I’m a finance and economics nerd, not a legal nerd, so I’m trying to make heads or tails of the whole foreclosure signing mess just like everyone else. Fortunately a friend sent along a Citigroup research piece, summarizing the views of a Georgetown law professor named Adam Levitin, that I found very enlightening. Unfortunately, the piece is proprietary so I can’t link to it. But I will try to sum up some of the major points.
I had mentioned last week that the crux of the foreclosure issue was that servicers had signed documents attesting to specific knowledge about each foreclosed property, but that they’d done so at such a fast pace that it was clearly impossible for them to have truly verified the information as they’d claimed. This could lead to an assortment of troubles. Some people have been erroneously foreclosed on. Others have claimed they were erroneously foreclosed on, though it’s not clear that that actually were — and there could be a lot more of this group to follow. More generally, the lack of clarity about who exactly owns a foreclosed property could prevent buyers, lenders, and title insurers from wanting to have anything to do with properties that have been foreclosed on in recent years.
But according to Professor Levitin, among others, the foreclosure issue isn’t even the main event. The bigger problem lies with the securitization of the mortgage loans that took place years back. Securitization, longtime readers may recall, describes the act of bundling up a bunch of mortgages and selling pieces of the resulting bundle to investors. As hard as this is to believe in our digitized age, it seems that the law still mandates that transferring ownership of a mortgage requires actual, tree-meat paperwork to be physically transferred as well. In the go-go days of the securitization boom, the parties involved were apparently a bit lax (to put it mildly) in transferring the paperwork in the manner required by law.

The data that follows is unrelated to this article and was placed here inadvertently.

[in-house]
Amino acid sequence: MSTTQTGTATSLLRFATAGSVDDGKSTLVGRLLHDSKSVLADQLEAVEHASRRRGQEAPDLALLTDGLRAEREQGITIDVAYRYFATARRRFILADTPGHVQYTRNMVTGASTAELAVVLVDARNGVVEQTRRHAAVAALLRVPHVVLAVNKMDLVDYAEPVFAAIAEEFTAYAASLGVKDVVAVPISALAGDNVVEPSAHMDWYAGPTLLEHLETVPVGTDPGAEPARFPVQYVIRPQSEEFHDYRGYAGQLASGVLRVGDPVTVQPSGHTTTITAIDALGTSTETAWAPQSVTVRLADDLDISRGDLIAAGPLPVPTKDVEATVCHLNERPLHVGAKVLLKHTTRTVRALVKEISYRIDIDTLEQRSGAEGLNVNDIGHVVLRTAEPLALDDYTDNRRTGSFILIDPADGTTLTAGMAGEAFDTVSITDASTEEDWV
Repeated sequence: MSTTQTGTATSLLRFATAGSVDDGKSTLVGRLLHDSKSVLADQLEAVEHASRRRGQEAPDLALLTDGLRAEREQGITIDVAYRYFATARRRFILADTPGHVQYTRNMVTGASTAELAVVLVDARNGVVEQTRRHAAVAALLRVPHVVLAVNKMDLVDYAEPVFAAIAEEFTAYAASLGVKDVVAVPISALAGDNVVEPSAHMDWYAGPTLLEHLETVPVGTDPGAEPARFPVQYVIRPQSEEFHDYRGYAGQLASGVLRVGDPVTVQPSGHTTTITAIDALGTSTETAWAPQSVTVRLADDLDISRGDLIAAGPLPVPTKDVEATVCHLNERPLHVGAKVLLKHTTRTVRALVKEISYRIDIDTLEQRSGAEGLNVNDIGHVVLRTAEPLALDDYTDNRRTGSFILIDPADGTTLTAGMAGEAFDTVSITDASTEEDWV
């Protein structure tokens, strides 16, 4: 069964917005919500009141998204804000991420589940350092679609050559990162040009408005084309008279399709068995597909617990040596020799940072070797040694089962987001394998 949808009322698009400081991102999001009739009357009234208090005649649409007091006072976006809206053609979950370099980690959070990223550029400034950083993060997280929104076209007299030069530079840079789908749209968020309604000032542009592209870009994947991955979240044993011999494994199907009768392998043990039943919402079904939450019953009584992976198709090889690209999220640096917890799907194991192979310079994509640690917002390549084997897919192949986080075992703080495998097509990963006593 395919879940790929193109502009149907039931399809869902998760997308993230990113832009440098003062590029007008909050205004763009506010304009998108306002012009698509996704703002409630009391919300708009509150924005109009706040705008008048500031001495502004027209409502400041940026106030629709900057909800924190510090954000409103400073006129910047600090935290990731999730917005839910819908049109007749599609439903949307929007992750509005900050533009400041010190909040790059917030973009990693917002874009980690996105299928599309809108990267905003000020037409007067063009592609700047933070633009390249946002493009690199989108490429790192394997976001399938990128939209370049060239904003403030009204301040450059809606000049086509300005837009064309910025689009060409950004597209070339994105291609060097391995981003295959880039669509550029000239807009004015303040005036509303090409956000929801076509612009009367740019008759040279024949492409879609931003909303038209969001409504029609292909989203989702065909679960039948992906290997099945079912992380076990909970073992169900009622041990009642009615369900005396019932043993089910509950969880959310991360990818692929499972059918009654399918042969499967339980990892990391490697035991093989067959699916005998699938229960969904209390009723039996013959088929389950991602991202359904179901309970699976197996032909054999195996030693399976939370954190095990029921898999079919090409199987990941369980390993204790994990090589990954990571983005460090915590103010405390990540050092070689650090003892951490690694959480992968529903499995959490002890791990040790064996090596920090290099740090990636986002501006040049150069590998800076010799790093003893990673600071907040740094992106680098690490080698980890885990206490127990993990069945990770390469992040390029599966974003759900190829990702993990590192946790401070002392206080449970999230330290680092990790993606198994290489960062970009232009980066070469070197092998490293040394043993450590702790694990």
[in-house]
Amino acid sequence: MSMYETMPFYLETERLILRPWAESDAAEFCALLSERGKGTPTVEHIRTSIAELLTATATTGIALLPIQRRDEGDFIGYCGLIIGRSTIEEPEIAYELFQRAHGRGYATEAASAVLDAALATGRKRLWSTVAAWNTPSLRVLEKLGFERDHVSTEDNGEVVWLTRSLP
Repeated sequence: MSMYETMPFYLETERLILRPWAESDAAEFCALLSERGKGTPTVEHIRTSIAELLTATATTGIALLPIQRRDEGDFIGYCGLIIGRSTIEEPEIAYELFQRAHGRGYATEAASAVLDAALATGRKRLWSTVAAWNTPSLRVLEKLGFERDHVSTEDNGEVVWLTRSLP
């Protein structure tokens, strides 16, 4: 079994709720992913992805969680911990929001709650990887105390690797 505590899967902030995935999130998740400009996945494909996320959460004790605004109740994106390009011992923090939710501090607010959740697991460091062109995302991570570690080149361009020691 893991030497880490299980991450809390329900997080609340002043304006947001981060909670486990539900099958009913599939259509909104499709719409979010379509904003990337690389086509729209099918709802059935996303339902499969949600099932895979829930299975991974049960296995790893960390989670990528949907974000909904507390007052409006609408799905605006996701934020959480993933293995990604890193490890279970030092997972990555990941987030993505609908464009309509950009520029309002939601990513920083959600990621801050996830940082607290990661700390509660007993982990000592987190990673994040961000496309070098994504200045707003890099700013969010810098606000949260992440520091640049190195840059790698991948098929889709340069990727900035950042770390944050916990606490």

This puts into legal question the ownership of the loans in all those mortgage-backed securities. And importantly, it may open the door for purchasers of mortgage-backed securities — those would be the folks who lost enormous amounts of money by providing the financing for all the reckless lending that took place earlier in the decade — to challenge the legality of the securities they purchased and try to recoup some of their losses.
This would all be another blow to the long-suffering (if serially bailed-out) banking industry. Serious confusion about who owns what could also potentially freeze up the market for lending and title insurance on all existing homes — even if they had never been foreclosed upon.
It’s all become a big political issue now, and it’s not really possible to predict the outcome once national politicians (who can be depended upon only to come up with some combination of misdirected outrage, financial industry appeasement, and can-kicking) get involved. All we can say for sure now — assuming this law professor is right — is that the paperwork issues regarding foreclosure and securitization have the potential to seriously impact both the housing market and the financial industry.
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